Resisting the boss baby
Businesses tend to take on the personality and character of their leaders. If a boss, for example, is cynical and calculating, ragingly ambitious and utterly devoid of empathy, a glib mediocrity concerned only with power and personal enrichment, then the organization or business she runs will follow suit.
The same holds true of politicians as well. I’m sure there were millions of non-evil Germans during the Holocaust, but no one could possibly contest that life in Germany under Hitler was dominated by Hitler: by his ideas, his policies, his rage and his insanity.
Thankfully in the United States we have, for the time being, at least, a series of checks and balances specifically designed to keep a power-mad tyrant from transforming our nation into a brutal dictatorship. I’m equally thankful that so far the series of checks and balances at the core of our political system seem to be working.
So when Trump tried to enact a racist and deeply unAmerican travel ban, our legal system, to its credit, essentially said to Trump, “Get the fuck out of here with that bullshit” and he was all, “Oh no! Our system is working as it should!” The other branches have done their part to keep Trump from horrifically and unconstitutionally overstepping his power.
Yet Trump casts such an enormous shadow over literally every facet of American life that he helps define the lives even of people who despise him and everything he’s done. It’s damn near impossible to be neutral about Trump. It’s damn near impossible to not have an opinion about the man, although it would be fascinating to explore the psyches of people who thought he was nothing more than “meh” or “okay, I guess.” On a similar note, it’s impossible to ignore the President, although God knows I have tried.
At the very least, I have stopped acting as if angrily responding to Trump’s tweets represents an essential component of good citizenship. When I lived in a group home as a teenager, the people who ran it would talk a lot about “feeding into” someone’s negative, limit-testing behavior. The idea was that if someone was misbehaving, or throwing a temper tantrum, the best/only acceptable way of dealing with it is by purposefully ignoring the person misbehaving.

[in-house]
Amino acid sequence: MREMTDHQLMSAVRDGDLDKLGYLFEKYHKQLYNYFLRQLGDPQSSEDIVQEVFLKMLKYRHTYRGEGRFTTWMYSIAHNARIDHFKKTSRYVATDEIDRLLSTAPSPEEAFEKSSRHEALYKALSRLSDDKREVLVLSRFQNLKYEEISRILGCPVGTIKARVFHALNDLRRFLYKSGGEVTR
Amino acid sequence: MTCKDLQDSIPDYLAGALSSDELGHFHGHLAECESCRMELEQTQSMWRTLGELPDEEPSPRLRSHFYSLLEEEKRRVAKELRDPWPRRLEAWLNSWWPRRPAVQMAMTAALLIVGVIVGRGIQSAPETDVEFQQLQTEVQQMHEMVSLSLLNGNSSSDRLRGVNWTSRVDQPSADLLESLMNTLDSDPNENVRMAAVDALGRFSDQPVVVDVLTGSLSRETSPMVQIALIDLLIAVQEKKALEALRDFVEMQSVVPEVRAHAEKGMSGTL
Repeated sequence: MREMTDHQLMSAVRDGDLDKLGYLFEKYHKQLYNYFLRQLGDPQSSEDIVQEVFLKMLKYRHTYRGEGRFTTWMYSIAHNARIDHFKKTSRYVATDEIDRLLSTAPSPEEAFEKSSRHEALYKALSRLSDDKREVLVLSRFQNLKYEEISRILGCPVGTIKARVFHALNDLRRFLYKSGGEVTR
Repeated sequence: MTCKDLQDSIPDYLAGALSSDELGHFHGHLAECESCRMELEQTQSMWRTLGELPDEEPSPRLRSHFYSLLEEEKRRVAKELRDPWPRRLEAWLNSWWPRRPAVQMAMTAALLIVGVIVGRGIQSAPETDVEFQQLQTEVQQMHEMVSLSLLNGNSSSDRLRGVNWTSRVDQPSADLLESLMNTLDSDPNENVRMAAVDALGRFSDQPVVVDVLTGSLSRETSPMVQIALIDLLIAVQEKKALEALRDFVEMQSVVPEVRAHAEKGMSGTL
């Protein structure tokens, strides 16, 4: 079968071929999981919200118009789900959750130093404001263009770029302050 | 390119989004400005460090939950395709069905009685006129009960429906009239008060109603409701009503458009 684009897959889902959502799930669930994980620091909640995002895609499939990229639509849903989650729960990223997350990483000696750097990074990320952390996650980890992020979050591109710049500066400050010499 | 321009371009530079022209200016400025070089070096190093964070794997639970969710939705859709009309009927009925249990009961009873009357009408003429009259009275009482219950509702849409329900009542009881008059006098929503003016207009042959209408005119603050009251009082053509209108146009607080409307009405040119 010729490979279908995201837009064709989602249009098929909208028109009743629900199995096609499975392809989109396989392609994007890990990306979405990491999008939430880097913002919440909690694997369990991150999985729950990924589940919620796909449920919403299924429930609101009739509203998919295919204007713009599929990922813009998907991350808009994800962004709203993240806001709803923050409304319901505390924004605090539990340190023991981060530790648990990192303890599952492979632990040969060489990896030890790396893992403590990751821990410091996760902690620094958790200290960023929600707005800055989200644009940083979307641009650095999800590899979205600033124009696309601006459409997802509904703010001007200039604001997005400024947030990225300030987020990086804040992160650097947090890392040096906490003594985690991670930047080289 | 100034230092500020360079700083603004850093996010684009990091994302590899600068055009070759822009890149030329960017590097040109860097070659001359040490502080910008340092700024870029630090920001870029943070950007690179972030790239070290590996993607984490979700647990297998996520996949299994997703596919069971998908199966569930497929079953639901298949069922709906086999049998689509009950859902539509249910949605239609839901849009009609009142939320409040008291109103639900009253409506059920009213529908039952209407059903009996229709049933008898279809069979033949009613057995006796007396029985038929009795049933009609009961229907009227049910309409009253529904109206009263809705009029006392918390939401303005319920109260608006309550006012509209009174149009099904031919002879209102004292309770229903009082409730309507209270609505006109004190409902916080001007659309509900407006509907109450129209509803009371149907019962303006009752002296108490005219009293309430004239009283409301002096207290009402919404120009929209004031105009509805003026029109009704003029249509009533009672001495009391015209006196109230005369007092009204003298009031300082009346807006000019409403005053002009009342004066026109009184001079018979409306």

It does not seem like an exaggeration to say that so far, Donald Trump’s Presidency has represented a months-long temper tantrum interrupted very rarely by fleeting moments of non-terribleness. His campaign similarly resembled an enormous temper tantrum and when the leader of the free world behaves in such a surreally immature fashion, it’s hard not to feel like you need to respond to that craziness, and respond to it forcefully, just to remain part of the cultural conversation.
Trump inspires feverish emotions on both sides. I realized at a certain point that responding to Trump angrily and constantly and with real rage made me more like Trump, however, and that was a chilling realization.
I don’t want our country to take after President Trump, even as I fear that that is inevitable. I’m sure foreign countries didn’t all assume Americans were attractive, smart and dignified when Obama was in office but when people like W. and Donald Trump are the face our nation chooses to show the world, it doesn’t exactly contradict European stereotypes of Americans being demented overgrown children.
Trump is a baby in an old man’s body but we can’t let him define us, to ourselves, or to the rest of the world. That’s why we need to resist, both by taking active steps to counteract the terrible things he and his minions are trying to do, and by refusing to feed into Trump’s negative, limit-testing behavior. And if that entails a lengthy “time out” in some manner of prison, so be it.
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